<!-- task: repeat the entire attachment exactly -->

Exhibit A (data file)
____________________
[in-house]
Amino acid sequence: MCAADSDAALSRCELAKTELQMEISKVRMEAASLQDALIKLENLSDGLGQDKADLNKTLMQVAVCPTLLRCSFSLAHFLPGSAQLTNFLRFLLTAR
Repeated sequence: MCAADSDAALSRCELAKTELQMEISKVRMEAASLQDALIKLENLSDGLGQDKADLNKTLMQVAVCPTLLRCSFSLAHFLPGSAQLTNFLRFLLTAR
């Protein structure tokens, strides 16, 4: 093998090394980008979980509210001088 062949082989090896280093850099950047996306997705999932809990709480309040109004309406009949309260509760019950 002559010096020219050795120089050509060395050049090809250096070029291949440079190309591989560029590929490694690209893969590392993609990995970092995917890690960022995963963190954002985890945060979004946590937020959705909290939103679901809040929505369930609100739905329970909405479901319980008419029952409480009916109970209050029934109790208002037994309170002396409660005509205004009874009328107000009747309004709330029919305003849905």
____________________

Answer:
[in-house]
Amino acid sequence: MCAADSDAALSRCELAKTELQMEISKVRMEAASLQDALIKLENLSDGLGQDKADLNKTLMQVAVCPTLLRCSFSLAHFLPGSAQLTNFLRFLLTAR
Repeated sequence: MCAADSDAALSRCELAKTELQMEISKVRMEAASLQDALIKLENLSDGLGQDKADLNKTLMQVAVCPTLLRCSFSLAHFLPGSAQLTNFLRFLLTAR
């Protein structure tokens, strides 16, 4: 093998090394980008979980509210001088 062949082989090896280093850099950047996306997705999932809990709480309040109004309406009949309260509760019950 002559010096020219050795120089050509060395050049090809250096070029291949440079190309591989560029590929490694690209893969590392993609990995970092995917890690960022995963963190954002985890945060979004946590937020959705909290939103679901809040929505369930609100739905329970909405479901319980008419029952409480009916109970209050029934109790208002037994309170002396409660005509205004009874009328107000009747309004709330029919305003849905």